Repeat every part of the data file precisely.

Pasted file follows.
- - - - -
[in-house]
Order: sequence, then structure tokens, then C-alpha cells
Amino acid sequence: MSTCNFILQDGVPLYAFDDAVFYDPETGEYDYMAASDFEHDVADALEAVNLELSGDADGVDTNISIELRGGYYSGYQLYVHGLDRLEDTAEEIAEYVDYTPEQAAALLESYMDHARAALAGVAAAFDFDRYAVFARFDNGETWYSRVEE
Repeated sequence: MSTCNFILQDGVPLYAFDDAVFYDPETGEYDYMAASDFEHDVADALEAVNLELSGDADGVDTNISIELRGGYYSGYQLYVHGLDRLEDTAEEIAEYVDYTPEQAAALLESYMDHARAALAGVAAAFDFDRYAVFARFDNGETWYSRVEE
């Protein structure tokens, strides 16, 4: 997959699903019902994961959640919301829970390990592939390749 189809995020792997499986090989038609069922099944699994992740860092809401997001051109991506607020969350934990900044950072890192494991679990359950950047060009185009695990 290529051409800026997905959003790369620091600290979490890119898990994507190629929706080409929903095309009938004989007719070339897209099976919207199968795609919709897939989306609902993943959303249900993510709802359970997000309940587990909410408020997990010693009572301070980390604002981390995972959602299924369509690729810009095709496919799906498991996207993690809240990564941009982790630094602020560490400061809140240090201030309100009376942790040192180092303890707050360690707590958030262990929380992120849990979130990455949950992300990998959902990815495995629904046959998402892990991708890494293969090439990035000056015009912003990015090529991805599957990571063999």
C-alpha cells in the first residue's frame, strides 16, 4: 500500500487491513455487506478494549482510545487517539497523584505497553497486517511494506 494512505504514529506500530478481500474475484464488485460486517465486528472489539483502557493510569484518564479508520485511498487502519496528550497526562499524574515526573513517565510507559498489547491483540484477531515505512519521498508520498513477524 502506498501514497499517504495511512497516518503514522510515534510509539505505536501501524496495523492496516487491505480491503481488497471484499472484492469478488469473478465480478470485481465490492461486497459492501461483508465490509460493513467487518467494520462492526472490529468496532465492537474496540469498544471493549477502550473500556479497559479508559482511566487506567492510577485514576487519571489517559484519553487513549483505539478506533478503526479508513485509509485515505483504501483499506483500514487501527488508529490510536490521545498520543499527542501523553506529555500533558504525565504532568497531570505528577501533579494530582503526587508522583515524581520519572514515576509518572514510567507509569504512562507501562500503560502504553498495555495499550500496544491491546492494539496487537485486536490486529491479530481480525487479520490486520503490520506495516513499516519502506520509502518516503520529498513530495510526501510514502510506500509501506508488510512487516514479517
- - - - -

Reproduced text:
[in-house]
Order: sequence, then structure tokens, then C-alpha cells
Amino acid sequence: MSTCNFILQDGVPLYAFDDAVFYDPETGEYDYMAASDFEHDVADALEAVNLELSGDADGVDTNISIELRGGYYSGYQLYVHGLDRLEDTAEEIAEYVDYTPEQAAALLESYMDHARAALAGVAAAFDFDRYAVFARFDNGETWYSRVEE
Repeated sequence: MSTCNFILQDGVPLYAFDDAVFYDPETGEYDYMAASDFEHDVADALEAVNLELSGDADGVDTNISIELRGGYYSGYQLYVHGLDRLEDTAEEIAEYVDYTPEQAAALLESYMDHARAALAGVAAAFDFDRYAVFARFDNGETWYSRVEE
């Protein structure tokens, strides 16, 4: 997959699903019902994961959640919301829970390990592939390749 189809995020792997499986090989038609069922099944699994992740860092809401997001051109991506607020969350934990900044950072890192494991679990359950950047060009185009695990 290529051409800026997905959003790369620091600290979490890119898990994507190629929706080409929903095309009938004989007719070339897209099976919207199968795609919709897939989306609902993943959303249900993510709802359970997000309940587990909410408020997990010693009572301070980390604002981390995972959602299924369509690729810009095709496919799906498991996207993690809240990564941009982790630094602020560490400061809140240090201030309100009376942790040192180092303890707050360690707590958030262990929380992120849990979130990455949950992300990998959902990815495995629904046959998402892990991708890494293969090439990035000056015009912003990015090529991805599957990571063999």
C-alpha cells in the first residue's frame, strides 16, 4: 500500500487491513455487506478494549482510545487517539497523584505497553497486517511494506 494512505504514529506500530478481500474475484464488485460486517465486528472489539483502557493510569484518564479508520485511498487502519496528550497526562499524574515526573513517565510507559498489547491483540484477531515505512519521498508520498513477524 502506498501514497499517504495511512497516518503514522510515534510509539505505536501501524496495523492496516487491505480491503481488497471484499472484492469478488469473478465480478470485481465490492461486497459492501461483508465490509460493513467487518467494520462492526472490529468496532465492537474496540469498544471493549477502550473500556479497559479508559482511566487506567492510577485514576487519571489517559484519553487513549483505539478506533478503526479508513485509509485515505483504501483499506483500514487501527488508529490510536490521545498520543499527542501523553506529555500533558504525565504532568497531570505528577501533579494530582503526587508522583515524581520519572514515576509518572514510567507509569504512562507501562500503560502504553498495555495499550500496544491491546492494539496487537485486536490486529491479530481480525487479520490486520503490520506495516513499516519502506520509502518516503520529498513530495510526501510514502510506500509501506508488510512487516514479517